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    Posted On:
    12/24/2008 2:15pm

    Join us... or die
     Style: BJJ

    --
    Hell yeah! Hell no!
    I already do snatchs and C&Js with dumbells and kettlebells, so do I really need to learn it with a barbell?
  7. theotherserge is offline
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    Posted On:
    12/24/2008 3:13pm

    Join us... or die
     Style: sambo/crossfit

    --
    Hell yeah! Hell no!
    its easier to increase weight with a bar, kb are tricker for mechancs: I've found the L&R coordination a good challenge. I've tried uneven snatches with either one hand starting ahead of the other or 5# heavier on one side.

    At the most, I do this with 40% of my 1RM.
    Many things we do naturally become difficult only when we try to make them intellectual subjects. It is possible to know so much about a subject that you become totally ignorant.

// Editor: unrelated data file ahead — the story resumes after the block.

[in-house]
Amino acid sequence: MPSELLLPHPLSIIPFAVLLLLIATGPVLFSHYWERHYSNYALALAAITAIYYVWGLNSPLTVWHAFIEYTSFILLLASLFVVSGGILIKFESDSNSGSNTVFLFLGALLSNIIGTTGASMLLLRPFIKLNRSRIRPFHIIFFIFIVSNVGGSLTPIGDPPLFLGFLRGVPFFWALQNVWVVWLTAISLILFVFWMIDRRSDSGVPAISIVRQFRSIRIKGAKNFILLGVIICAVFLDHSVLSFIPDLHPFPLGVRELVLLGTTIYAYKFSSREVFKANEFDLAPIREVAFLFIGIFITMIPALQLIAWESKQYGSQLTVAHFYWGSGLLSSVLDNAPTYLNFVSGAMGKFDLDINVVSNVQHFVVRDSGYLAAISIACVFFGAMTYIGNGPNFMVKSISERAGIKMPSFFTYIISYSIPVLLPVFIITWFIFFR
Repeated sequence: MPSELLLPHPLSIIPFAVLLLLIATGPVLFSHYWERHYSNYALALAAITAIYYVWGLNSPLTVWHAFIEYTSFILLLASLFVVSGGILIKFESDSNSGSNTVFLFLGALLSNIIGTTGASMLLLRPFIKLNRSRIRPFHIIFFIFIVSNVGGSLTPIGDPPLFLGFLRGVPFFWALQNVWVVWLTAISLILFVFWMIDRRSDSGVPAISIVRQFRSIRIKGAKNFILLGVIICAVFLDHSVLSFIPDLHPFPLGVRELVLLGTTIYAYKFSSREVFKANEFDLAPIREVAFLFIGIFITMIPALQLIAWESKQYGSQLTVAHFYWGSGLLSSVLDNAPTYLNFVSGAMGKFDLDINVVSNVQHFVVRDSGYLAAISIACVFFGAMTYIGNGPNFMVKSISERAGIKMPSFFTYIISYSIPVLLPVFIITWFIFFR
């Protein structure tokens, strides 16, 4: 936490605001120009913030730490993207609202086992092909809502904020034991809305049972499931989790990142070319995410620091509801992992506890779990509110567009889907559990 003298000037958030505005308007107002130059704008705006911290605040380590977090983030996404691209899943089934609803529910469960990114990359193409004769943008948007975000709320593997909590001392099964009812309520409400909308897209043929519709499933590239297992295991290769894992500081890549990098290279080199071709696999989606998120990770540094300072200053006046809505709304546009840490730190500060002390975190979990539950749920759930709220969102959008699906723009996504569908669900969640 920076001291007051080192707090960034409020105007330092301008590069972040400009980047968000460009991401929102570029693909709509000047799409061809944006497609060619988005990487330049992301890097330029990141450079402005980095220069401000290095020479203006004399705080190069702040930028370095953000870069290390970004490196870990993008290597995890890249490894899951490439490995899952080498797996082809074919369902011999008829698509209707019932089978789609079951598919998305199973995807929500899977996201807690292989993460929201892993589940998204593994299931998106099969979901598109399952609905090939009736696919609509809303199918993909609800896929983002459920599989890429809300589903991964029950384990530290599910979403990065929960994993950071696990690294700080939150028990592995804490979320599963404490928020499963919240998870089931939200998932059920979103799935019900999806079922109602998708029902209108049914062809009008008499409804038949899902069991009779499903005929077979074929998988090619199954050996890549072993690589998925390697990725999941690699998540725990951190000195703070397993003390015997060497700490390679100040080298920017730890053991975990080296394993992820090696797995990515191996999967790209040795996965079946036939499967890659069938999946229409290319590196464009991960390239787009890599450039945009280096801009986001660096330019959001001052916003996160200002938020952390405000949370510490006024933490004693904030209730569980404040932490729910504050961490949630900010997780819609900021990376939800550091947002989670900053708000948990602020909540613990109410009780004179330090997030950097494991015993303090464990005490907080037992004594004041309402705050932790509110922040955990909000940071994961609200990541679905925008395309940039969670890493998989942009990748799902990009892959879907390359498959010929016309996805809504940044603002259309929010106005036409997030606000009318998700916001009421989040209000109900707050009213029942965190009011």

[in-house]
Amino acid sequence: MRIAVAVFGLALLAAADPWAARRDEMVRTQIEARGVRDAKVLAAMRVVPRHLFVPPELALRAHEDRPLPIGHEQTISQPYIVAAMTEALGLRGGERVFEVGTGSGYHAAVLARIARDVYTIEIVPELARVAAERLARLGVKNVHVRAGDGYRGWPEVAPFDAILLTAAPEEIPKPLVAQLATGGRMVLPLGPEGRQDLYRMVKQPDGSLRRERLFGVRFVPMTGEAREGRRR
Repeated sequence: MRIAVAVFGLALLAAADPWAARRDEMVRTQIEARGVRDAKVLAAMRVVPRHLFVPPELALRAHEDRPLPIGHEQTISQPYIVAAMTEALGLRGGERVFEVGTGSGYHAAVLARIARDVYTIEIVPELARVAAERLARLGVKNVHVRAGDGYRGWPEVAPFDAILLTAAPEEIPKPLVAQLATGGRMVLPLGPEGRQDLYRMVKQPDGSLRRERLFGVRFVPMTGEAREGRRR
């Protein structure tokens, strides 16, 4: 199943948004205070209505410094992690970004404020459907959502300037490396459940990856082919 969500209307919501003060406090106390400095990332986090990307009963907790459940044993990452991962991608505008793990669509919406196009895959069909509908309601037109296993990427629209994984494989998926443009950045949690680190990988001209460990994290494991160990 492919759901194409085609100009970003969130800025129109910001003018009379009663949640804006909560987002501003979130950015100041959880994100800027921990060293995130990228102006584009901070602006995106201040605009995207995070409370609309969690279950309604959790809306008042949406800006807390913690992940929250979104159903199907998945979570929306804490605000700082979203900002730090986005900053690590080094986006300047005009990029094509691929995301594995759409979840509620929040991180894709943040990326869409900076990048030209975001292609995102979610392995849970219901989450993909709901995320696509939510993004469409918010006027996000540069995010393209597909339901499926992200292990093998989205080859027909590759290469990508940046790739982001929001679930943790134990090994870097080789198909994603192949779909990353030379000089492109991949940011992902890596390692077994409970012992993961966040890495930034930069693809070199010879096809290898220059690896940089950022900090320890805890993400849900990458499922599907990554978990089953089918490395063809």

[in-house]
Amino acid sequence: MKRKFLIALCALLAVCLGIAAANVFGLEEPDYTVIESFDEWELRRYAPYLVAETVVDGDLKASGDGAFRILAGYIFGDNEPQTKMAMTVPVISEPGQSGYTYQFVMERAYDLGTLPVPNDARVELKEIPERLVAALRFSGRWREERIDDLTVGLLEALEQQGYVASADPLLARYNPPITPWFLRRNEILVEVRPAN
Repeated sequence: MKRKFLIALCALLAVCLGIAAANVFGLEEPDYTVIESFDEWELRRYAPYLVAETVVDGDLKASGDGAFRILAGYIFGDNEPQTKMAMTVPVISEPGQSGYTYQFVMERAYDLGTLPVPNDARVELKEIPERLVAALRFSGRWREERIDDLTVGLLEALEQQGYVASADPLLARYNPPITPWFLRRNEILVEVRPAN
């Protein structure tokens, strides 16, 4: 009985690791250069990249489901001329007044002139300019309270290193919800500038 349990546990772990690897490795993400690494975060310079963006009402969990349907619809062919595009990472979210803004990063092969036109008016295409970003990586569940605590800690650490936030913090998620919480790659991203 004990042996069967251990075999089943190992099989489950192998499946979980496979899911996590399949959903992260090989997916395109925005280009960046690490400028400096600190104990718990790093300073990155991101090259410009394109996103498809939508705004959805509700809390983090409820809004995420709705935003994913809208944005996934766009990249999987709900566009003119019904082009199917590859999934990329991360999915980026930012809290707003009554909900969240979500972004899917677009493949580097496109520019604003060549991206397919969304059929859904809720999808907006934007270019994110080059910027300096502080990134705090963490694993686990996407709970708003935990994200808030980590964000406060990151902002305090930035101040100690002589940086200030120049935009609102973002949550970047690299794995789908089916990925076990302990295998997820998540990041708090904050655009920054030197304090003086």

-Mentat Text Two (dicto)
  8. Phrost is offline
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    Posted On:
    12/24/2008 3:21pm

    Business Class Supporting Memberstaff
     Guy Who Pays the Bills and Gets the Death Threats Style: MMA (Retired)

    --
    Hell yeah! Hell no!
    You can't look at Crossfit as simply an exercise program. It's more of an exercise-based sport in itself. It's accessible to just about anyone, unlike olympic-level strength training programs, and it's doable with a minimal amount of equipment.

    It's not just a means to an end.
  9. Kentucky Fried Chokin is offline
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    Posted On:
    12/24/2008 4:17pm

    Join us... or die
     Style: BJJ

    --
    Hell yeah! Hell no!
    Quote Originally Posted by The Grinch